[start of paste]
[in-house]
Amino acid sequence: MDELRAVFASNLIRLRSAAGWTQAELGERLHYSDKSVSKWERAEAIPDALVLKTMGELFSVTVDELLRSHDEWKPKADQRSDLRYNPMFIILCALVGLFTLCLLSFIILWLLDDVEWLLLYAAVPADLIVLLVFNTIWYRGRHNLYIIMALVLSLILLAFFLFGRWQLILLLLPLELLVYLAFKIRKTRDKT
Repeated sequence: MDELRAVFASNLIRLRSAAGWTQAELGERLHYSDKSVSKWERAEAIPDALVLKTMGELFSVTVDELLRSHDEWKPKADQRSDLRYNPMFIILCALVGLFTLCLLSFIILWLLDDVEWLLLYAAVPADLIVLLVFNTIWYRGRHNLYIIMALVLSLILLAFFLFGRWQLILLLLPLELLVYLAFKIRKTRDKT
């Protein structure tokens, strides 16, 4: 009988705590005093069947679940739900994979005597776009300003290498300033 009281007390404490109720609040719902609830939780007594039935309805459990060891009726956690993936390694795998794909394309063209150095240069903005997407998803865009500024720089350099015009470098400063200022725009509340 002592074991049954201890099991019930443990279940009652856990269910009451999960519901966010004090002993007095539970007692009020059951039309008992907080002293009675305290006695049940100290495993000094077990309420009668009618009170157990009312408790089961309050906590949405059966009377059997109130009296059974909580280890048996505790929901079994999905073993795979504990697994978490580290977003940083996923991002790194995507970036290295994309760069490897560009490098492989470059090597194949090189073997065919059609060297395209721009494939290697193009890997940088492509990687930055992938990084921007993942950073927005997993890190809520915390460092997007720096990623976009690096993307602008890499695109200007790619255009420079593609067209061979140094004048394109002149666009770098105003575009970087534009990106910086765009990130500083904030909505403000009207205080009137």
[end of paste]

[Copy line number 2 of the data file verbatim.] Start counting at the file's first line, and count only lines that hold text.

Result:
Amino acid sequence: MDELRAVFASNLIRLRSAAGWTQAELGERLHYSDKSVSKWERAEAIPDALVLKTMGELFSVTVDELLRSHDEWKPKADQRSDLRYNPMFIILCALVGLFTLCLLSFIILWLLDDVEWLLLYAAVPADLIVLLVFNTIWYRGRHNLYIIMALVLSLILLAFFLFGRWQLILLLLPLELLVYLAFKIRKTRDKT